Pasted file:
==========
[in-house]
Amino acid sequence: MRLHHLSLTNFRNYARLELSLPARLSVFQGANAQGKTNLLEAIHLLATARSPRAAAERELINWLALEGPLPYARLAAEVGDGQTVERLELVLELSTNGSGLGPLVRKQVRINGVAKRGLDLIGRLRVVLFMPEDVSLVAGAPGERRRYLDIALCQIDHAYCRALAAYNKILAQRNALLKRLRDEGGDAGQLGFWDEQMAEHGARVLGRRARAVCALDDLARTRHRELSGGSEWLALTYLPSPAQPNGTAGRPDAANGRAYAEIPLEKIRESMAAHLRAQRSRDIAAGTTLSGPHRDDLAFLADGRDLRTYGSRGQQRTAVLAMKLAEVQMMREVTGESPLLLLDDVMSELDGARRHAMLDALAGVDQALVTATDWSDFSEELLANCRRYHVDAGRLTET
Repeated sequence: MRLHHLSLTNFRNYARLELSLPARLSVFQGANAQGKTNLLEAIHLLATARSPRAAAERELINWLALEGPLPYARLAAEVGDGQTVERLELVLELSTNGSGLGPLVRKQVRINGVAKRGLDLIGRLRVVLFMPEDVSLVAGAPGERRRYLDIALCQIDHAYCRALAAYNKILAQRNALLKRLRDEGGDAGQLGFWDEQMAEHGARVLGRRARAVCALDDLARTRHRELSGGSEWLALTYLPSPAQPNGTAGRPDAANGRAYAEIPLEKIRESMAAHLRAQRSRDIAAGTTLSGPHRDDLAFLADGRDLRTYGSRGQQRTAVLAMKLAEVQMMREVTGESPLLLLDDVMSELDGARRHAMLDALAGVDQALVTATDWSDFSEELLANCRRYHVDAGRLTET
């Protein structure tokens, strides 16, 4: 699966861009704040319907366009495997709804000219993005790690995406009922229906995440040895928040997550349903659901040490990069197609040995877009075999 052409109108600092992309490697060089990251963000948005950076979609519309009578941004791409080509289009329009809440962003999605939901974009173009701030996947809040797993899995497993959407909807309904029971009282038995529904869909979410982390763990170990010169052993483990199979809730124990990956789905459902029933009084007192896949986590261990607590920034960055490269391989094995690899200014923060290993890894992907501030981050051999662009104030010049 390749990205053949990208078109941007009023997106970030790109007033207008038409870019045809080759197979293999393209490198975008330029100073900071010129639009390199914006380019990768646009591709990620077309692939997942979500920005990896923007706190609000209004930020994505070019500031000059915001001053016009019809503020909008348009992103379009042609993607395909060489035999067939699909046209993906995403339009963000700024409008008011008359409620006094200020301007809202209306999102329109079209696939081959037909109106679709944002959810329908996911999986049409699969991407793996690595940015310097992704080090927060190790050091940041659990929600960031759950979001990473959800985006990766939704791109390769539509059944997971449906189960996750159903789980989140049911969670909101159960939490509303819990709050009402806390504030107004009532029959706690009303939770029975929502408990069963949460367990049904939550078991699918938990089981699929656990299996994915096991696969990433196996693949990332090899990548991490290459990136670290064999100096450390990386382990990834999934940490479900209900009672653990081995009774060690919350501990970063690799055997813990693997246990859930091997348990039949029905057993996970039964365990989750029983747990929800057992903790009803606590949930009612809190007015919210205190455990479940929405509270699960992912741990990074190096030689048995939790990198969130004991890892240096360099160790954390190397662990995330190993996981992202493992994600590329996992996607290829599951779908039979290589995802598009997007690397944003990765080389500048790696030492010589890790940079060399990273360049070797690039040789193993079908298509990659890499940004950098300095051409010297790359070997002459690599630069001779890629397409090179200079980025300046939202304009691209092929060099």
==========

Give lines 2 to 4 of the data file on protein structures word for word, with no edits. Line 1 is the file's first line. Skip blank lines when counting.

Amino acid sequence: MRLHHLSLTNFRNYARLELSLPARLSVFQGANAQGKTNLLEAIHLLATARSPRAAAERELINWLALEGPLPYARLAAEVGDGQTVERLELVLELSTNGSGLGPLVRKQVRINGVAKRGLDLIGRLRVVLFMPEDVSLVAGAPGERRRYLDIALCQIDHAYCRALAAYNKILAQRNALLKRLRDEGGDAGQLGFWDEQMAEHGARVLGRRARAVCALDDLARTRHRELSGGSEWLALTYLPSPAQPNGTAGRPDAANGRAYAEIPLEKIRESMAAHLRAQRSRDIAAGTTLSGPHRDDLAFLADGRDLRTYGSRGQQRTAVLAMKLAEVQMMREVTGESPLLLLDDVMSELDGARRHAMLDALAGVDQALVTATDWSDFSEELLANCRRYHVDAGRLTET
Repeated sequence: MRLHHLSLTNFRNYARLELSLPARLSVFQGANAQGKTNLLEAIHLLATARSPRAAAERELINWLALEGPLPYARLAAEVGDGQTVERLELVLELSTNGSGLGPLVRKQVRINGVAKRGLDLIGRLRVVLFMPEDVSLVAGAPGERRRYLDIALCQIDHAYCRALAAYNKILAQRNALLKRLRDEGGDAGQLGFWDEQMAEHGARVLGRRARAVCALDDLARTRHRELSGGSEWLALTYLPSPAQPNGTAGRPDAANGRAYAEIPLEKIRESMAAHLRAQRSRDIAAGTTLSGPHRDDLAFLADGRDLRTYGSRGQQRTAVLAMKLAEVQMMREVTGESPLLLLDDVMSELDGARRHAMLDALAGVDQALVTATDWSDFSEELLANCRRYHVDAGRLTET
């Protein structure tokens, strides 16, 4: 699966861009704040319907366009495997709804000219993005790690995406009922229906995440040895928040997550349903659901040490990069197609040995877009075999 052409109108600092992309490697060089990251963000948005950076979609519309009578941004791409080509289009329009809440962003999605939901974009173009701030996947809040797993899995497993959407909807309904029971009282038995529904869909979410982390763990170990010169052993483990199979809730124990990956789905459902029933009084007192896949986590261990607590920034960055490269391989094995690899200014923060290993890894992907501030981050051999662009104030010049 390749990205053949990208078109941007009023997106970030790109007033207008038409870019045809080759197979293999393209490198975008330029100073900071010129639009390199914006380019990768646009591709990620077309692939997942979500920005990896923007706190609000209004930020994505070019500031000059915001001053016009019809503020909008348009992103379009042609993607395909060489035999067939699909046209993906995403339009963000700024409008008011008359409620006094200020301007809202209306999102329109079209696939081959037909109106679709944002959810329908996911999986049409699969991407793996690595940015310097992704080090927060190790050091940041659990929600960031759950979001990473959800985006990766939704791109390769539509059944997971449906189960996750159903789980989140049911969670909101159960939490509303819990709050009402806390504030107004009532029959706690009303939770029975929502408990069963949460367990049904939550078991699918938990089981699929656990299996994915096991696969990433196996693949990332090899990548991490290459990136670290064999100096450390990386382990990834999934940490479900209900009672653990081995009774060690919350501990970063690799055997813990693997246990859930091997348990039949029905057993996970039964365990989750029983747990929800057992903790009803606590949930009612809190007015919210205190455990479940929405509270699960992912741990990074190096030689048995939790990198969130004991890892240096360099160790954390190397662990995330190993996981992202493992994600590329996992996607290829599951779908039979290589995802598009997007690397944003990765080389500048790696030492010589890790940079060399990273360049070797690039040789193993079908298509990659890499940004950098300095051409010297790359070997002459690599630069001779890629397409090179200079980025300046939202304009691209092929060099």